Many people invest in cryptocurrency or use it as a medium of exchange, as it offers portability, divisibility, inflation resistance, and transparency. Although there are advantages to cryptocurrency, there are also disadvantages. As cryptocurrency becomes more popular, so do scams.
If you’re going to invest in cryptocurrency, avoid these scams and learn how you can protect yourself.
1. Social Media “Get Rich Quick” Scam
You may receive messages or see posts on social media platforms about “getting rich” quickly. You may also see these “opportunities” via email or text. Only scammers guarantee profits or big returns. Normally, scammers suggest a job opportunity and victims are e-transferred a large amount of money. The scammer will ask you to withdraw the cash and use it to purchase Bitcoin as part of an employment application process. A few days later, the money is sent via the e-transfer and is linked to a stolen bank account. Then, the payment is reversed, which results in you having a negative balance and no Bitcoins. Legitimate cryptocurrency investments never guarantee that you will make money. Avoid buying cryptocurrency from individuals - it is likely a scam.
2. Dating Apps
Often, cryptocurrency scams take place on dating apps. This happens when an individual pressures and convinces you to buy or give money for a new cryptocurrency. It is common for dating app users to experience crypto scams since it’s easy to feel like a new connection you formed with someone is trustworthy. Never mix online dating and investment advice.
3. Put Your Money in Crypto to “Protect” it
Scammers impersonating businesses or a government official usually start with a text, asking you about a so-called unauthorized purchase. Scammers will claim you’re a victim of fraud and that your money's at risk. Scammers will even go to the extent of impersonating your bank by telling you they’re freezing your account. This is when the scam happens: victims are told the only way to protect their money is to put it in cryptocurrency. This requires you to go to a crypto ATM and hold up a QR code to the ATM’s camera. The QR code is normally embedded with the scammer’s wallet address which results in the victim's money being stolen. If anyone claiming to be from the government or your bank contacts you and tells you to purchase Bitcoin or any other cryptocurrency, do not interact with them.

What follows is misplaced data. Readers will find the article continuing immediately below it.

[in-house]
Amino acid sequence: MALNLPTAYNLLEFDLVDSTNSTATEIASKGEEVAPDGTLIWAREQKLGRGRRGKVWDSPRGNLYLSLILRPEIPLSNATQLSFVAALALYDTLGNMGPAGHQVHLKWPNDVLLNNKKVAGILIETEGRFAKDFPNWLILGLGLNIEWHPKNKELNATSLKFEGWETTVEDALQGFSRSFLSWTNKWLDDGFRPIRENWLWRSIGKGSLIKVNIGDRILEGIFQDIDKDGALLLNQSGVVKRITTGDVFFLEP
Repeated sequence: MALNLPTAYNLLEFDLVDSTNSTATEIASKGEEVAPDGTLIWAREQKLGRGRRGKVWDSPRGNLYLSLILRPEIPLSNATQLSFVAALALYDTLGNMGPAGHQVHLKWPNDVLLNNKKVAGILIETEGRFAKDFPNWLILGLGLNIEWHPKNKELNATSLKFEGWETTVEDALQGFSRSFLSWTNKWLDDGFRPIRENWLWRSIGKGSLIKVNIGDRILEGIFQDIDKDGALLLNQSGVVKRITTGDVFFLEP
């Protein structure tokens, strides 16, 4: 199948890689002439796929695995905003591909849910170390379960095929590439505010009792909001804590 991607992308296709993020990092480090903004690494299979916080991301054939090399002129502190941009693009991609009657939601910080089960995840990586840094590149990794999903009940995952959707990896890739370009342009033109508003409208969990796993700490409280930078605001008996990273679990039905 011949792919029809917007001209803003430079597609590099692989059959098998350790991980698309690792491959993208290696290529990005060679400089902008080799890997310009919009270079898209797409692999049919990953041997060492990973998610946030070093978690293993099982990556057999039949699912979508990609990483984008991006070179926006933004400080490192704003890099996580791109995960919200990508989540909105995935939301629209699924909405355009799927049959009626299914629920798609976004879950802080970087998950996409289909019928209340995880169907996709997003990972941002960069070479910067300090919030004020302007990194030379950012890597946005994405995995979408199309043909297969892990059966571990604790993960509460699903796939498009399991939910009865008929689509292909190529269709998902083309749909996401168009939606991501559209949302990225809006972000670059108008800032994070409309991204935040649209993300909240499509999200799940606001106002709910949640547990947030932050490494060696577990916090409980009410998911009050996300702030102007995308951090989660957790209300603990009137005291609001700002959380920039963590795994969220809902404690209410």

4. Cheap Offerings
Large purchases such as a car are often listed for an unbelievably cheap price on a classified advertisements website, such as Craigslist or eBay. After the cheap listing catches the victim’s attention, the scammer will ask you to make a Bitcoin payment to the QR code they provide. Often, the scammer will ask you to use a Bitcoin ATM as a medium to make the payment. After the bitcoins are sent, the seller disappears which leaves you without funds, since Bitcoin payments are not reversible. If you see a cheap listing you don’t want to pass up, remember, a credible person normally does not accept crypto-only payments.
The easiest way to protect yourself from cryptocurrency scams is to stay educated about the scams happening to regular people, and what you can do to protect yourself. Remember, as your bank, we will never ask for your personal information . If something feels wrong, trust your instincts and contact us immediately.